Date of Award


Document Type


Degree Name

Doctor of Philosophy (PhD)

Legacy Department

Forest Resources

Committee Member

Alex T. Chow, Committee Chair

Committee Member

G. Geoff Wang

Committee Member

Donald L. Hagan

Committee Member

William C. Bridges, Jr.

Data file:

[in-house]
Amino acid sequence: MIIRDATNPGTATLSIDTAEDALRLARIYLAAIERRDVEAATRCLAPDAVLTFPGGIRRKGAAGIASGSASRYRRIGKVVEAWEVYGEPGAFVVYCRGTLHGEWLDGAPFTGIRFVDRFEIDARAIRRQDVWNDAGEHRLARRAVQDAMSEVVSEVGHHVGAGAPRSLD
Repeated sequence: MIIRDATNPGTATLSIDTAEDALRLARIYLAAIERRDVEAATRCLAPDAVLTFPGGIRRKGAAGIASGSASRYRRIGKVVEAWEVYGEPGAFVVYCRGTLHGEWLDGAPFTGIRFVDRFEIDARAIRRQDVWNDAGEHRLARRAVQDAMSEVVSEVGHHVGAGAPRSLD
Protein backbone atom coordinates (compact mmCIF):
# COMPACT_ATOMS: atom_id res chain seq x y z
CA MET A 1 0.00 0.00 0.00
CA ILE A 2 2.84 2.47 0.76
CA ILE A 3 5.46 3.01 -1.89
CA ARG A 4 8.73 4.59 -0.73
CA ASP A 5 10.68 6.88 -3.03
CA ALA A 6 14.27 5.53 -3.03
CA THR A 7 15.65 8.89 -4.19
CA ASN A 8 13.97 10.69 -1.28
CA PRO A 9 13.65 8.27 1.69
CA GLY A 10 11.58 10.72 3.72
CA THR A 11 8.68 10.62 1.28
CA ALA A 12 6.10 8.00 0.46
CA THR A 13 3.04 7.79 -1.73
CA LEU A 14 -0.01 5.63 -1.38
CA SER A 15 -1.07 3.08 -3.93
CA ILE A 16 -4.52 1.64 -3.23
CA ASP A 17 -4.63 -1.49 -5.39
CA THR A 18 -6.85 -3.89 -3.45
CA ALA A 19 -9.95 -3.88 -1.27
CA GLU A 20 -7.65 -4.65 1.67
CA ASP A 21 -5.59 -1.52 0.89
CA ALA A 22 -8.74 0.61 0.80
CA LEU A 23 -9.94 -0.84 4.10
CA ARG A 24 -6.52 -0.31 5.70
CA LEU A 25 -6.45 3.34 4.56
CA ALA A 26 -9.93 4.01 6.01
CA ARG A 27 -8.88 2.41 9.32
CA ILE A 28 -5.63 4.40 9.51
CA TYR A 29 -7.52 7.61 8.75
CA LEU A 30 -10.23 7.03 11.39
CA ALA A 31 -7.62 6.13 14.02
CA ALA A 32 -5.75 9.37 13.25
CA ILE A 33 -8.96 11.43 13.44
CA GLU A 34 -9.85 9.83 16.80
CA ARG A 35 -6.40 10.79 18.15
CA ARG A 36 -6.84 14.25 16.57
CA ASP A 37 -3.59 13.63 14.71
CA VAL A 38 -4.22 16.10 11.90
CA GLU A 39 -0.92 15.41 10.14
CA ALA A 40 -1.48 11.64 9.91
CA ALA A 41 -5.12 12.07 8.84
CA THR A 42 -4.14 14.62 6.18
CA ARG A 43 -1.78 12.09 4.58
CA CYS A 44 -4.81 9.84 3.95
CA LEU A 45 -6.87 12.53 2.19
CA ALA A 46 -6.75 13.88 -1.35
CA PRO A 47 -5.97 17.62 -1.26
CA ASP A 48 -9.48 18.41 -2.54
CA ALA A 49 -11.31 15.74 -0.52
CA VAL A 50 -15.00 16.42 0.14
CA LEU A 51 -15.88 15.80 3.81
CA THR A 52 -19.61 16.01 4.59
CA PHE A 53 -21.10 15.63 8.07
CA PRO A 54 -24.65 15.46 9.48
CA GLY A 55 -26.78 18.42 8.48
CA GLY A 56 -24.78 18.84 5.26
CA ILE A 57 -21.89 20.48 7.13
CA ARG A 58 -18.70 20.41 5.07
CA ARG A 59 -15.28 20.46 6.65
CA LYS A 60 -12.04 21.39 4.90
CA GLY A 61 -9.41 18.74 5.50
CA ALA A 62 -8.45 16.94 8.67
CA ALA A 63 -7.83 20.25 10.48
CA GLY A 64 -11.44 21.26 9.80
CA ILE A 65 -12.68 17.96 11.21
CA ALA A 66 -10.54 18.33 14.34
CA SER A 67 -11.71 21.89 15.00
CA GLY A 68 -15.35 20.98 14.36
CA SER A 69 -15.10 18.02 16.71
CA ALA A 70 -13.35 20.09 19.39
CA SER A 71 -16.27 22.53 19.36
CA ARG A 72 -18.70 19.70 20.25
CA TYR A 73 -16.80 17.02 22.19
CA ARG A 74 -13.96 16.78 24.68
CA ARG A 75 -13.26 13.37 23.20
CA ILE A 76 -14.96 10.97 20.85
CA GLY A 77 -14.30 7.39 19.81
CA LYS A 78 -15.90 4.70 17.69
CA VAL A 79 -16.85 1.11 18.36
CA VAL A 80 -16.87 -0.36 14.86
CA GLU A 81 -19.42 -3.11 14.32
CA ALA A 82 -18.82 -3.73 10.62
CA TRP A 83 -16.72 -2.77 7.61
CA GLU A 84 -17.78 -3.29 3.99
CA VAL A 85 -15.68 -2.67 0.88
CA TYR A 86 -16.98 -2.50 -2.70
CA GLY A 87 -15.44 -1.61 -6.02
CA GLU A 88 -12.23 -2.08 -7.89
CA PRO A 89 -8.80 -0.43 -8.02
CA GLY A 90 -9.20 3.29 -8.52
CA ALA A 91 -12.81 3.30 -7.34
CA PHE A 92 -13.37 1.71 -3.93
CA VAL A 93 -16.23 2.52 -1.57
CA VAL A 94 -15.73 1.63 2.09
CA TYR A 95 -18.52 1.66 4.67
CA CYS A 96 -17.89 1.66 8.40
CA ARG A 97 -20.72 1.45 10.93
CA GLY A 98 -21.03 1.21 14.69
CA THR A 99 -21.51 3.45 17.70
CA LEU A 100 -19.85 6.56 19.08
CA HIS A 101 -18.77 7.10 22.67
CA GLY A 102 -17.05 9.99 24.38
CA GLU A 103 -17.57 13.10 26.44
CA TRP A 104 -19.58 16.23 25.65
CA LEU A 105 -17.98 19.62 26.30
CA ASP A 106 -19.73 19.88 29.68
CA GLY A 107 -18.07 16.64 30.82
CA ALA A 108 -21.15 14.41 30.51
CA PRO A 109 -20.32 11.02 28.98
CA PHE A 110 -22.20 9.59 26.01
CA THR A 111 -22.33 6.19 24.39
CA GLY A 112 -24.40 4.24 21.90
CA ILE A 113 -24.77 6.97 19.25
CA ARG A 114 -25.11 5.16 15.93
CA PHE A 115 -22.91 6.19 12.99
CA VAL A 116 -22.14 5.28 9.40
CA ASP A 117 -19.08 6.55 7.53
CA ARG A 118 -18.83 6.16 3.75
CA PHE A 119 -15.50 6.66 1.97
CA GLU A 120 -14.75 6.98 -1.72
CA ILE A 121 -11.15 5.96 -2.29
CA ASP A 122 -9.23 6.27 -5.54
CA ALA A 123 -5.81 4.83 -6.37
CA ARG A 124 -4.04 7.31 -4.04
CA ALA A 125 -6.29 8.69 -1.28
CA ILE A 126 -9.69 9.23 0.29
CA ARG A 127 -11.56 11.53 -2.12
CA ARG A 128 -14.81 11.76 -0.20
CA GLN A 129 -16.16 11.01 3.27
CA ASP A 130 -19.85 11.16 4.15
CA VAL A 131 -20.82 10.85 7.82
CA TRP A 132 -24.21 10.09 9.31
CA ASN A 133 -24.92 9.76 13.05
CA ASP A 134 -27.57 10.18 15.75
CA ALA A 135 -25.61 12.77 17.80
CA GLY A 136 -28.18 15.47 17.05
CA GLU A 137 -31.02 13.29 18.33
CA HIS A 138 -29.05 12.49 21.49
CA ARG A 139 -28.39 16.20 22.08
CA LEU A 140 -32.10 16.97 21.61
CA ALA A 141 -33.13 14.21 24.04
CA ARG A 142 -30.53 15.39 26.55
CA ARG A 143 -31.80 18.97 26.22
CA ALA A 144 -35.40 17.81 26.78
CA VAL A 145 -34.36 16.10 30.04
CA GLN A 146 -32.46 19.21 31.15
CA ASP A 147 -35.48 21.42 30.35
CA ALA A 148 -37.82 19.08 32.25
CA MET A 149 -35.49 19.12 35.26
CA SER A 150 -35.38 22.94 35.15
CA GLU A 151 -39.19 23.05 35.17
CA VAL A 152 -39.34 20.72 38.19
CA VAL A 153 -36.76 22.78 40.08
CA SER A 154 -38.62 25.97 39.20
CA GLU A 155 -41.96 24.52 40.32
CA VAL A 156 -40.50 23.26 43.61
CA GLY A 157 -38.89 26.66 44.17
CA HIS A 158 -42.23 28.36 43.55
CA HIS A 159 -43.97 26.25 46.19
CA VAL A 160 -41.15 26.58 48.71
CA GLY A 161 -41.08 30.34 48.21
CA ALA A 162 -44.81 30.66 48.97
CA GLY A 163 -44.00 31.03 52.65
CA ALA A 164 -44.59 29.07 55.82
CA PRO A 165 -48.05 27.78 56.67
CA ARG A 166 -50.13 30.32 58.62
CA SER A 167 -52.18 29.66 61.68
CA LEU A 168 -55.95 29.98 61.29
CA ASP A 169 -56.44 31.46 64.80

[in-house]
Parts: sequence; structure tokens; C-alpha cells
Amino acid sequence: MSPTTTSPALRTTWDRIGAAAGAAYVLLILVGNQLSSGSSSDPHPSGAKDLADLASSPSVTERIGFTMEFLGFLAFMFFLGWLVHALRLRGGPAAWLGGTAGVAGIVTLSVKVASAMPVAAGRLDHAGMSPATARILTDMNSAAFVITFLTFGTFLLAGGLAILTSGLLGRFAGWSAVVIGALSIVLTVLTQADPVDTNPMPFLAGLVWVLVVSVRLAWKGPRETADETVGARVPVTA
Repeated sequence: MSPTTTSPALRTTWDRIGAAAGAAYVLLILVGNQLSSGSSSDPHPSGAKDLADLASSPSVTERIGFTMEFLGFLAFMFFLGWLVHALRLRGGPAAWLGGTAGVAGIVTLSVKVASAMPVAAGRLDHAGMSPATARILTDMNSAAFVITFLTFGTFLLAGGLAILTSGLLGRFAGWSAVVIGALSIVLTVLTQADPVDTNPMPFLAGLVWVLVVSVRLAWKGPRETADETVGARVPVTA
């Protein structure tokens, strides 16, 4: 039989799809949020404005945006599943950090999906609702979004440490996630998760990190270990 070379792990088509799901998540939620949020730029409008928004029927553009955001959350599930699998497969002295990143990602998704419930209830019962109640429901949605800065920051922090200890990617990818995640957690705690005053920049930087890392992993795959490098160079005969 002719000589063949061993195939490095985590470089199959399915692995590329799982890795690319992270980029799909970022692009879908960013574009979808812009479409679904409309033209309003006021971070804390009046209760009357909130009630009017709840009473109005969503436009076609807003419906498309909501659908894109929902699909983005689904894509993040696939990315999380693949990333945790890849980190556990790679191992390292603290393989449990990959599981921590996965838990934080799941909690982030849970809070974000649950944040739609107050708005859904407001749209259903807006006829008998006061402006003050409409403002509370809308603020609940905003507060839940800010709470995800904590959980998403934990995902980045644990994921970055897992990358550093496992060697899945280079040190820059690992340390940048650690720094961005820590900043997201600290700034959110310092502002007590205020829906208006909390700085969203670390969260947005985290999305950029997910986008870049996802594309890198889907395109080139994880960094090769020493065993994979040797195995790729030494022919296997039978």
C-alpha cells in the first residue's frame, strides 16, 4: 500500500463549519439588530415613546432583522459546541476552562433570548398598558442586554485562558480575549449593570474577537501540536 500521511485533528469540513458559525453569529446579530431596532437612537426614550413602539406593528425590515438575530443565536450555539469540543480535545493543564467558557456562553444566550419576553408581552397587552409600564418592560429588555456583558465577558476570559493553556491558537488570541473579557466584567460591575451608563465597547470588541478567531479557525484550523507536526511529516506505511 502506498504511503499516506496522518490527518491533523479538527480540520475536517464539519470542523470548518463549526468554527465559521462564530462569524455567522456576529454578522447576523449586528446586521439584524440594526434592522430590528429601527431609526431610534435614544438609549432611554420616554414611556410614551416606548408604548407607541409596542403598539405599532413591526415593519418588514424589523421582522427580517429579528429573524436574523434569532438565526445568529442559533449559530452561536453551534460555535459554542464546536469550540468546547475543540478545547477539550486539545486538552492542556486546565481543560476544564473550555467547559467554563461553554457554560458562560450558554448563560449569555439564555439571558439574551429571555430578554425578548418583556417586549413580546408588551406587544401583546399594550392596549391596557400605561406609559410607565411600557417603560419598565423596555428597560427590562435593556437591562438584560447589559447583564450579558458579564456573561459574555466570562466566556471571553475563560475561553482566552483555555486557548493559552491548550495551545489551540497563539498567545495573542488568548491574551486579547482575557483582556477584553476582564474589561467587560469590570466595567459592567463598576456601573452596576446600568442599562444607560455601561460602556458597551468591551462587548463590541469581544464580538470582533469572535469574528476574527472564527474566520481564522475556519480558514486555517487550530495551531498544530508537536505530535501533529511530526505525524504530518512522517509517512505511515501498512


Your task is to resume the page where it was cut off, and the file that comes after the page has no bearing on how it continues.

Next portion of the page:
Prescribed fire, thinning, and mastication are common forest management practices implemented in southern pine forests. These practices affect ecosystem properties differently depending upon the intensity at which they are implemented. One ecosystem property of interest is the chemical composition of forest detritus, commonly referred to as the litter and duff. This material is largely responsible for the replenishment of organic resources into soils. It may also be a primary contributor to surface water quality. In this study we were given an opportunity to evaluate two long-term forest management strategies at two sites along the South Carolina coastal plain to determine their effects on forest detrital chemical composition and potential water quality: 1) frequent prescribed fire (annual and biennial) and 2) a combination of periodic prescribed fire (every 3-4 years) and singular implementations of tree thinning and understory mastication. Based upon our analyses, we confirmed that the prescribed fires implemented on these sites display the characteristics of low intensity, low severity surface fires. As such, fuel quantities decreased as a result of forest management at both sites. At one of our sites, the Tom Yawkey Wildlife Center in Georgetown, South Carolina, the chemical functional groups of forest detritus were not greatly altered by fire. Specific compounds within these groups may have been affected by fire, but returned to or fell below long-term unburned levels within one-year post-fire. On our other site, the Santee Experimental Forest, it appears that long-term forest management has altered overstory species composition and subsequently detrital chemical composition. At both sites, potential organic pollutants were reduced by the forest management practices. This reduction may be beneficial in terms of water treatment and human health. These results add to the long list of benefits noted in the literature for active forest management, particularly the benefits of prescribed fire.



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